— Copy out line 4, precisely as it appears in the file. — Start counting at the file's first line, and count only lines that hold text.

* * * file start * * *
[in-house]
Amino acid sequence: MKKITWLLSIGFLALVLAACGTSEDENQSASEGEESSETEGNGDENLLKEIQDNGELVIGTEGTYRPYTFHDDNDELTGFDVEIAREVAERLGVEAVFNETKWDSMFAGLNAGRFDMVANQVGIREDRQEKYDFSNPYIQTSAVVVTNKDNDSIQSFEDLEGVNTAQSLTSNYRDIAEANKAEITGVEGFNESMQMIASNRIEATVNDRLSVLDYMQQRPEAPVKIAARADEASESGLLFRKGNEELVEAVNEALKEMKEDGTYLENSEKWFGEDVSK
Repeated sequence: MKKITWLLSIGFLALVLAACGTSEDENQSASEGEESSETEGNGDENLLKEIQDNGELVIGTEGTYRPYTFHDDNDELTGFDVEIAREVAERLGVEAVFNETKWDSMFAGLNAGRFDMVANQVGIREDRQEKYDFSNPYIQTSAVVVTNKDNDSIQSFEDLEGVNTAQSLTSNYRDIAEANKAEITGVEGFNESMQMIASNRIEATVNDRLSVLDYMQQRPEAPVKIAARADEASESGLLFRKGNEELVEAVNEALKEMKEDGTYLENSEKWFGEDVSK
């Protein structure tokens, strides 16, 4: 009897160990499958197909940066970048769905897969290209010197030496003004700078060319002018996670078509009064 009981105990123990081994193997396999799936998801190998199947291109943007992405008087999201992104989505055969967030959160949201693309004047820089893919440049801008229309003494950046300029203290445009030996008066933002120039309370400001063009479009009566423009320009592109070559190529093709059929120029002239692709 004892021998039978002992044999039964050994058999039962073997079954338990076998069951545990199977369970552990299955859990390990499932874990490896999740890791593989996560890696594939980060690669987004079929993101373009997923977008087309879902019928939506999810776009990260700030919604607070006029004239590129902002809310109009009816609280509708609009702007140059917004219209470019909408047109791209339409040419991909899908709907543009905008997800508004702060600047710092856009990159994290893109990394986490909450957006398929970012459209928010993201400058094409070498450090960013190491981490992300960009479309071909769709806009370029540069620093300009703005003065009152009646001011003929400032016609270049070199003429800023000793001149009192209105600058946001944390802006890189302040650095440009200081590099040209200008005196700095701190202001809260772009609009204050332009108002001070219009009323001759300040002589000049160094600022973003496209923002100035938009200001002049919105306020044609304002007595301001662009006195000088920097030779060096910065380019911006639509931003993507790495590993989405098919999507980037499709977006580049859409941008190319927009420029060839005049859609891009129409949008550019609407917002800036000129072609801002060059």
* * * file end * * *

């Protein structure tokens, strides 16, 4: 009897160990499958197909940066970048769905897969290209010197030496003004700078060319002018996670078509009064 009981105990123990081994193997396999799936998801190998199947291109943007992405008087999201992104989505055969967030959160949201693309004047820089893919440049801008229309003494950046300029203290445009030996008066933002120039309370400001063009479009009566423009320009592109070559190529093709059929120029002239692709 004892021998039978002992044999039964050994058999039962073997079954338990076998069951545990199977369970552990299955859990390990499932874990490896999740890791593989996560890696594939980060690669987004079929993101373009997923977008087309879902019928939506999810776009990260700030919604607070006029004239590129902002809310109009009816609280509708609009702007140059917004219209470019909408047109791209339409040419991909899908709907543009905008997800508004702060600047710092856009990159994290893109990394986490909450957006398929970012459209928010993201400058094409070498450090960013190491981490992300960009479309071909769709806009370029540069620093300009703005003065009152009646001011003929400032016609270049070199003429800023000793001149009192209105600058946001944390802006890189302040650095440009200081590099040209200008005196700095701190202001809260772009609009204050332009108002001070219009009323001759300040002589000049160094600022973003496209923002100035938009200001002049919105306020044609304002007595301001662009006195000088920097030779060096910065380019911006639509931003993507790495590993989405098919999507980037499709977006580049859409941008190319927009420029060839005049859609891009129409949008550019609407917002800036000129072609801002060059």